State housing scheme ‘a flop’

Aisling Hedderman

The Government’s housing assistance payment (HAP) scheme has been described as a “major flop” and has lead to concerns proposed prefabs could become Ireland’s new ghettos.

The scheme, designed to help combat the housing crisis, has a poor sign-up rate with only 33 landlords offering tenancies in Dublin City.

Aisling Hedderman from the Irish Housing Network claims temporary prefabs, backed by the council, could end up becoming permanent ghettos if more landlords do not avail of the new scheme.

“The question is simple, what’s going to happen with the modular units, how are they going to move people out of them if the HAP scheme is such a big flop?

“The concern is the modular housing units are going to take the place of social housing while we’re waiting on all these landlords to sign up to HAP,” she said.

Fears the scheme has failed has led to reports Alan Kelly, the environment minister, could propose tax sweeteners in the budget to landlords who opt into the state’s rent support schemes, HAP and RAS (rental accommodation scheme).

Those who sign up for the HAP scheme must find their own private rented accommodation, and will not be regarded as local authority tenants.

Ms Hedderman said failings with the scheme will put further pressure on the private rental market.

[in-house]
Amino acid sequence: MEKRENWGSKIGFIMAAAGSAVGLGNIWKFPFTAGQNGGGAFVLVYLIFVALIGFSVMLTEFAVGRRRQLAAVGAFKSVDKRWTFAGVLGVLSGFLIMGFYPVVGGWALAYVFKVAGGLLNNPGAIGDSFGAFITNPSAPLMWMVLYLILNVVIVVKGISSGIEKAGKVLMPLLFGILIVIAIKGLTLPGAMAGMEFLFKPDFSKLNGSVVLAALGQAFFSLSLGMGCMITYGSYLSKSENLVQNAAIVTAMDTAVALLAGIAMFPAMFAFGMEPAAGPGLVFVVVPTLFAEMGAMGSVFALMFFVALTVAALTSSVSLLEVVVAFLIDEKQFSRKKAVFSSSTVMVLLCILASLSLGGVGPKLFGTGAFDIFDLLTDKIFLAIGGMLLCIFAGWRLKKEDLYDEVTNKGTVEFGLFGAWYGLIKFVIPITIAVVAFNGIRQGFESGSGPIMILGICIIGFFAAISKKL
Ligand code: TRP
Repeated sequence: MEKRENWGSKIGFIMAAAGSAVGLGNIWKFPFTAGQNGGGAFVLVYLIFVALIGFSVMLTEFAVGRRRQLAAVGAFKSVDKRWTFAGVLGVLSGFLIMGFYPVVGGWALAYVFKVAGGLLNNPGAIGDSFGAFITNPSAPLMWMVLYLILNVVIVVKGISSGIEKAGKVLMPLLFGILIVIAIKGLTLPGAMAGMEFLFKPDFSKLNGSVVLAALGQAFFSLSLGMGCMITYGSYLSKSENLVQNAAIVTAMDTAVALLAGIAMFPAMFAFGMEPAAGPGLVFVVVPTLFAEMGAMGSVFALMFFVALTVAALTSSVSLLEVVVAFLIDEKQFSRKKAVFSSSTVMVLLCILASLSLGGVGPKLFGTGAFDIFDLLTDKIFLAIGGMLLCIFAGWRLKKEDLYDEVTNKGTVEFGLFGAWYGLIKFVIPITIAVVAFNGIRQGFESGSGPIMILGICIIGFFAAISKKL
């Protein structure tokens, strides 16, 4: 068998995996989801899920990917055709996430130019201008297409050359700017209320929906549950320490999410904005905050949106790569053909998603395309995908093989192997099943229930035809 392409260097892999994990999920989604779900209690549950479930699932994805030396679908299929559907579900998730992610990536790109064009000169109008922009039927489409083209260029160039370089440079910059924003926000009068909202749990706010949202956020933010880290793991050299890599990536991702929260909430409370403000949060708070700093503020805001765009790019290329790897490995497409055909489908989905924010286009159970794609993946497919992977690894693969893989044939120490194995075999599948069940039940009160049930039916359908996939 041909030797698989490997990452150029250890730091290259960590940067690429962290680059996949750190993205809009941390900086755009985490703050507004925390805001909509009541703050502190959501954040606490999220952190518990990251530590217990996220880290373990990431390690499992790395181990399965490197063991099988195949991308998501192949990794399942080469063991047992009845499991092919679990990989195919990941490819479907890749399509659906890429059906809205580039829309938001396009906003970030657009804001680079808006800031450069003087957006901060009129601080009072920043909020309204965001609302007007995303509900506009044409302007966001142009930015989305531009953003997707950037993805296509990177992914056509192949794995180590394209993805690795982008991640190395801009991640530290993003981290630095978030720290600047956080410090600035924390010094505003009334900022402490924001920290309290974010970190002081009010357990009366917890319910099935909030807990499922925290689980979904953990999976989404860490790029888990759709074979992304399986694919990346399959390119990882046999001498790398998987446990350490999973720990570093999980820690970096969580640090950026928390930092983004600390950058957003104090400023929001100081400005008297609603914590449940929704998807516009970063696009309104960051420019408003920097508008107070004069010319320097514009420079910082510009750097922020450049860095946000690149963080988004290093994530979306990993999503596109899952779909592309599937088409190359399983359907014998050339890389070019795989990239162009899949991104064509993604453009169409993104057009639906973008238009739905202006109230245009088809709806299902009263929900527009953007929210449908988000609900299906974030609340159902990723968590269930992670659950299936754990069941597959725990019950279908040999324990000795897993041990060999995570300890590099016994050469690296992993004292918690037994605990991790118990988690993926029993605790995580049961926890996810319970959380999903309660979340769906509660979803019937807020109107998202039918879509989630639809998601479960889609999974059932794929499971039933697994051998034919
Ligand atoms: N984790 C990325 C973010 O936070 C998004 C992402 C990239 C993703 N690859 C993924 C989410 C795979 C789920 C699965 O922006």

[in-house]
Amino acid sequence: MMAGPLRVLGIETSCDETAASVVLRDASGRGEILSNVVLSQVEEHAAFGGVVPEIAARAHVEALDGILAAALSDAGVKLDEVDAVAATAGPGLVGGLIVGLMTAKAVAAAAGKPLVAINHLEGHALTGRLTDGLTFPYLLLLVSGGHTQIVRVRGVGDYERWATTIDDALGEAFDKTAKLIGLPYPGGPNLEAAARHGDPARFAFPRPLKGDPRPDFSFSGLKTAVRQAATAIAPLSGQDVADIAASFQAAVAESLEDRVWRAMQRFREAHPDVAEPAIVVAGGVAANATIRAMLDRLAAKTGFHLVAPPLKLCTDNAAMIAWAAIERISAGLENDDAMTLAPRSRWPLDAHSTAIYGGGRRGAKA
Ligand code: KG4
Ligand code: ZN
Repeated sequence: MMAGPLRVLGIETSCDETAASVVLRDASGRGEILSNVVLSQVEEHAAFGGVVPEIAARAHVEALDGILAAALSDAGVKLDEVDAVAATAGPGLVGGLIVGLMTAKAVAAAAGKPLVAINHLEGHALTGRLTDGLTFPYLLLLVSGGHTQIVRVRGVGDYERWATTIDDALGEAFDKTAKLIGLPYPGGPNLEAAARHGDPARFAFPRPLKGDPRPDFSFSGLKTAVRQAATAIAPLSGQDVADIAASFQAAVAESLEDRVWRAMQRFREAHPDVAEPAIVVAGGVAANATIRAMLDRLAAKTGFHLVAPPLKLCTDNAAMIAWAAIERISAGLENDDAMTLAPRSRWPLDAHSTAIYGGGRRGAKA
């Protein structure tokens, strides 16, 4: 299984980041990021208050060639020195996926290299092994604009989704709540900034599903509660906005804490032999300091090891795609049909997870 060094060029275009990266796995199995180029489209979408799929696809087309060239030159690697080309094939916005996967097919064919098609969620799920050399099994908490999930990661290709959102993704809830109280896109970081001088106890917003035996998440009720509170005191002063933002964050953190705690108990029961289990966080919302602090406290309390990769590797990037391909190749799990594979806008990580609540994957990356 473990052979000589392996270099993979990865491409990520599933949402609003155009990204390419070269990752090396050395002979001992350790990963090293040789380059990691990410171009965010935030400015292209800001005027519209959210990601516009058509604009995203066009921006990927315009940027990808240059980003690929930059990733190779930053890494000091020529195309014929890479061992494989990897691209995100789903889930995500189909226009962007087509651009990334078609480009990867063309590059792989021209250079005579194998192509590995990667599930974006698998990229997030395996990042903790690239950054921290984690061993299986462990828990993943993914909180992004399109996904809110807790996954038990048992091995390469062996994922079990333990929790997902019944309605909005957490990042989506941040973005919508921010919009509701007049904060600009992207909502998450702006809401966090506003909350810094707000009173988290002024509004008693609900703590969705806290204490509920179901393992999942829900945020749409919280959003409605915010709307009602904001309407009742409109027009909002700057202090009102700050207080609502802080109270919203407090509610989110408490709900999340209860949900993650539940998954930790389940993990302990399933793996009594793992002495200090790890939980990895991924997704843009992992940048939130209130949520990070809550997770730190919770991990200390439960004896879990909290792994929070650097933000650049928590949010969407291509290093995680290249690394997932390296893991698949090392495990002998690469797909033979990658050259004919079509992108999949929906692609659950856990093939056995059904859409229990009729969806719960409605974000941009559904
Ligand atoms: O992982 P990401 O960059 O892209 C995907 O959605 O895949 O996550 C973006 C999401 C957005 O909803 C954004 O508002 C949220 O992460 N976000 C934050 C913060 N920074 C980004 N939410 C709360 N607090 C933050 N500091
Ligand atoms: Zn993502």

“If people are forced to find their own landlord from the private rental sector, it’s going to end up in a battle of ordinary people approaching landlords to get them to sign up to a scheme they know nothing about. It puts the power with the landlords.

“I know women on the RAS scheme forced to pay more than what DCC [Dublin City Council] is willing to provide,” she said.

Figures released by the Dublin council show the scheme has procured 45 tenancies in Dublin, involving 33 landlords. However, several thousand people remain on the housing list.

Dún Laoghaire-Rathdown local authority has just one tenancy in the scheme, Fingal County Council has six and Dublin City and South Dublin councils have 24 and 14 respectively.


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